26. We may in this way obtain endless varieties, nuclei which are opaque or transparent, with or without a nucleolus, and cells containing homogeneous cytoplasm without a nucleus.

  27. Thus the cell becomes organized, forming its own cytoplasm and its own enveloping membrane.

  28. Compared with the method of division of the nucleus, that of the cytoplasm appears to be very simple.

  29. The nuclear membrane then disappears and fibrillar cell-plasma or cytoplasm invades the nuclear area.

  30. The cytoplasm of the male sexual cell is therefore not necessary to ensure a transference of hereditary characters from parents to offspring.

  31. These cells grow vigorously and their cytoplasm increases, their growth being accompanied by a correspondingly direct multiplication of the nuclei.

  32. The differentiation into nucleus and cytoplasm represents a division of labour in the protoplast.

  33. In animal cells these fibrillae in the cytoplasm centre on definite bodies (Their existence and their multiplication by fission were demonstrated by E.

  34. The most important fact which we gather from these data is that the cytoplasm of the unfertilized egg may be considered as the embryo in the rough and that the nucleus has apparently nothing to do with this predetermination.

  35. This idea is confirmed by the observations on the egg of Ctenophores whose cytoplasm seems to be more solid than that of most other eggs.

  36. If this is generally true, it is conceivable that the generic and possibly also the species characters of organisms are determined by the cytoplasm of the egg and not by the Mendelian factors.

  37. The facts of experimental embryology strongly indicate the possibility that the cytoplasm of the egg is the future embryo (in the rough) and that the Mendelian factors only impress the individual (and variety) characters upon this rough block.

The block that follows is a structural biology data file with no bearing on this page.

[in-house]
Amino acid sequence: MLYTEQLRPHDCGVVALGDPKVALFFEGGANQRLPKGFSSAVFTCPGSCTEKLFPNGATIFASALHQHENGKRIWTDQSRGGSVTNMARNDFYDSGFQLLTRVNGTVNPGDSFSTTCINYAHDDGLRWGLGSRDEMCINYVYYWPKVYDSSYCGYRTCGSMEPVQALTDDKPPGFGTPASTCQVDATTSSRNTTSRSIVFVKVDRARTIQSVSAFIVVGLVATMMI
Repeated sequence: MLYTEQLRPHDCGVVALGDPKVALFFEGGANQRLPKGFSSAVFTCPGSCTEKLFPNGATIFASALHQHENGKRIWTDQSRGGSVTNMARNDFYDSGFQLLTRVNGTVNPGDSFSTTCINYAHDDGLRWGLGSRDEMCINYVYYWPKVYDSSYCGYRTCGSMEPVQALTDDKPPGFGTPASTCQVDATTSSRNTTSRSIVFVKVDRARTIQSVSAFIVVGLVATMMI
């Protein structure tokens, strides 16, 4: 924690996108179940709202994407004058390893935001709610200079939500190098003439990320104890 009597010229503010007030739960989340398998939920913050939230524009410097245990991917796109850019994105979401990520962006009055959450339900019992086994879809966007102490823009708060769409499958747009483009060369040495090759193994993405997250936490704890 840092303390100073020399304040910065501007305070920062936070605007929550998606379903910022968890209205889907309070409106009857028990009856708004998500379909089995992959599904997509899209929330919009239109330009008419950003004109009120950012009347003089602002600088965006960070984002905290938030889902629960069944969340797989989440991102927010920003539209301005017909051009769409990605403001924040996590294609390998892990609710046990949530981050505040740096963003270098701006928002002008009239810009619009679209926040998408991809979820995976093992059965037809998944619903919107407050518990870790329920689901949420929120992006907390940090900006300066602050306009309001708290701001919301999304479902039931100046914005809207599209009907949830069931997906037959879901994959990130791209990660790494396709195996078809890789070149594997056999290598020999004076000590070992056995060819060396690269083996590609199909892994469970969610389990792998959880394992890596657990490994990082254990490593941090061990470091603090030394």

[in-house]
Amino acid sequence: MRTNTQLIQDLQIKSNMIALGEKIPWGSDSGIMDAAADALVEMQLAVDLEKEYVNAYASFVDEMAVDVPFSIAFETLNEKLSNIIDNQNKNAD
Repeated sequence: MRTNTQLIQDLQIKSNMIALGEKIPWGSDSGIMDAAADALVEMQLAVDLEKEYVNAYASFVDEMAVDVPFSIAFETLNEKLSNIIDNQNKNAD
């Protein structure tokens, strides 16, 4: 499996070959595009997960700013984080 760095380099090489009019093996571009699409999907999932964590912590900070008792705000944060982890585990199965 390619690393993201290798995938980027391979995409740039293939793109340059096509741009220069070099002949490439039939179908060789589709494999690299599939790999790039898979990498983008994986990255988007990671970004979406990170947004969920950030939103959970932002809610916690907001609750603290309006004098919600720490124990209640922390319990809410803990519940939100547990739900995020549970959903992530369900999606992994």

38. In any case, we can state today that the cytoplasm contains the rough preformation of the future embryo.

  39. Just what part is played by the cytoplasm in inheritance is not clear, but it is probably by no means a negligible one.

  40. Note that while only a small proportion of the cytoplasm passes into this tiny cell, its chromatin content is as great as that of the ovum.

  41. The Cytoplasm Not Negligible in Inheritance.

  42. It is well established that neither nucleus nor cytoplasm can fully function or even exist long without the other, and neither can alone produce the other.

  43. They undoubtedly must cooperate in building up the new individual, and the cytoplasm of the new individual is predominantly of maternal origin.

  44. The cytoplasm of a given organism is just as distinctive of the species or of the individual of which it forms a part as are the chromosomes.

  45. The general cytoplasm shows no differentiation into ectoplasm and endoplasm; it is uniformly alveolar in character.

  46. Coelenterata) perhaps depend more largely upon a different admixture of nutritive substances than upon any marked difference in the cytoplasm itself.

  47. According to Strasburger’s hypothesis, we must suppose that part of the specific cytoplasm of the sperm-cell continues to surround the nucleus after it has penetrated into the body of the egg.

  48. In this way the cytoplasm takes part in the phenomena of construction, upon which the specific form of the organism depends.

  49. Footnote 153: [It is almost certain that this vesicle is not derived from the nucleus, but from the cytoplasm of the sperm-mother-cell.

  50. The nutritive cytoplasm assimilates, while the nucleus controls the assimilation, and hence the substances assimilated possess a certain constitution and nourish in a certain manner the cyto-idioplasm and the nuclear idioplasm.